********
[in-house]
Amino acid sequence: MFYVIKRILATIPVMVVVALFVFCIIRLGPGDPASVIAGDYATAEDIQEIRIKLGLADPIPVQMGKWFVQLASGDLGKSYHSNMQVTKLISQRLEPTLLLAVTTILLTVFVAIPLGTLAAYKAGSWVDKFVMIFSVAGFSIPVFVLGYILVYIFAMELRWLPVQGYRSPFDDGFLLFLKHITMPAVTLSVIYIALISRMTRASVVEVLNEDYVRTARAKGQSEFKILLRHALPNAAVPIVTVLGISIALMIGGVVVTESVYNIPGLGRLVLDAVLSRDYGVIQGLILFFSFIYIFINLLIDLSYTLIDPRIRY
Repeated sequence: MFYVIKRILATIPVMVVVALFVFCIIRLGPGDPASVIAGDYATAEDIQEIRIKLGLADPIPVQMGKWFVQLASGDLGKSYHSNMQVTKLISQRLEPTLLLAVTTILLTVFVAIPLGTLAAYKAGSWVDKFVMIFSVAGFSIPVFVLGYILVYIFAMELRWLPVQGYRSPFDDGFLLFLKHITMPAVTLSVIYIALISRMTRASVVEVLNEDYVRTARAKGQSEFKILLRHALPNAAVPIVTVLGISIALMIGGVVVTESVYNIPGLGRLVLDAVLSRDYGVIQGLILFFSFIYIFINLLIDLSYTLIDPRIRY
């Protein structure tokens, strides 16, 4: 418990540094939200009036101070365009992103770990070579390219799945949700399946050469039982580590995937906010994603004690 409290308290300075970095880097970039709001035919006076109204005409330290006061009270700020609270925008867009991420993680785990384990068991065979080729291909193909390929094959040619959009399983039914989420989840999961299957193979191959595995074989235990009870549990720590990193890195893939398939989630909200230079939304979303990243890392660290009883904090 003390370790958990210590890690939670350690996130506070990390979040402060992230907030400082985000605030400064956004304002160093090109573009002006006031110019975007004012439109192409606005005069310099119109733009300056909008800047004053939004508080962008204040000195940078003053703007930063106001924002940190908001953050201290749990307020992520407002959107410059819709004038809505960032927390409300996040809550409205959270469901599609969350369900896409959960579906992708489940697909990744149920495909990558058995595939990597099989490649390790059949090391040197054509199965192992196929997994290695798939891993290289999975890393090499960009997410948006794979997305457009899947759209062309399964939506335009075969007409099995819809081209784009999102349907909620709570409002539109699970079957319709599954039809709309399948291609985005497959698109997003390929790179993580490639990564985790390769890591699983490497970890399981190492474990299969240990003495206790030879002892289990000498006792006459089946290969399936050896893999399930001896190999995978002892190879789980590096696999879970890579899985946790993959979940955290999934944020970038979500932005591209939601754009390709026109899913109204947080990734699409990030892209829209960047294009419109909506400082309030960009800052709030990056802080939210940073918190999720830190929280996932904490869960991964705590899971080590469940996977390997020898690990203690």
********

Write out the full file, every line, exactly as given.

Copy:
[in-house]
Amino acid sequence: MFYVIKRILATIPVMVVVALFVFCIIRLGPGDPASVIAGDYATAEDIQEIRIKLGLADPIPVQMGKWFVQLASGDLGKSYHSNMQVTKLISQRLEPTLLLAVTTILLTVFVAIPLGTLAAYKAGSWVDKFVMIFSVAGFSIPVFVLGYILVYIFAMELRWLPVQGYRSPFDDGFLLFLKHITMPAVTLSVIYIALISRMTRASVVEVLNEDYVRTARAKGQSEFKILLRHALPNAAVPIVTVLGISIALMIGGVVVTESVYNIPGLGRLVLDAVLSRDYGVIQGLILFFSFIYIFINLLIDLSYTLIDPRIRY
Repeated sequence: MFYVIKRILATIPVMVVVALFVFCIIRLGPGDPASVIAGDYATAEDIQEIRIKLGLADPIPVQMGKWFVQLASGDLGKSYHSNMQVTKLISQRLEPTLLLAVTTILLTVFVAIPLGTLAAYKAGSWVDKFVMIFSVAGFSIPVFVLGYILVYIFAMELRWLPVQGYRSPFDDGFLLFLKHITMPAVTLSVIYIALISRMTRASVVEVLNEDYVRTARAKGQSEFKILLRHALPNAAVPIVTVLGISIALMIGGVVVTESVYNIPGLGRLVLDAVLSRDYGVIQGLILFFSFIYIFINLLIDLSYTLIDPRIRY
């Protein structure tokens, strides 16, 4: 418990540094939200009036101070365009992103770990070579390219799945949700399946050469039982580590995937906010994603004690 409290308290300075970095880097970039709001035919006076109204005409330290006061009270700020609270925008867009991420993680785990384990068991065979080729291909193909390929094959040619959009399983039914989420989840999961299957193979191959595995074989235990009870549990720590990193890195893939398939989630909200230079939304979303990243890392660290009883904090 003390370790958990210590890690939670350690996130506070990390979040402060992230907030400082985000605030400064956004304002160093090109573009002006006031110019975007004012439109192409606005005069310099119109733009300056909008800047004053939004508080962008204040000195940078003053703007930063106001924002940190908001953050201290749990307020992520407002959107410059819709004038809505960032927390409300996040809550409205959270469901599609969350369900896409959960579906992708489940697909990744149920495909990558058995595939990597099989490649390790059949090391040197054509199965192992196929997994290695798939891993290289999975890393090499960009997410948006794979997305457009899947759209062309399964939506335009075969007409099995819809081209784009999102349907909620709570409002539109699970079957319709599954039809709309399948291609985005497959698109997003390929790179993580490639990564985790390769890591699983490497970890399981190492474990299969240990003495206790030879002892289990000498006792006459089946290969399936050896893999399930001896190999995978002892190879789980590096696999879970890579899985946790993959979940955290999934944020970038979500932005591209939601754009390709026109899913109204947080990734699409990030892209829209960047294009419109909506400082309030960009800052709030990056802080939210940073918190999720830190929280996932904490869960991964705590899971080590469940996977390997020898690990203690």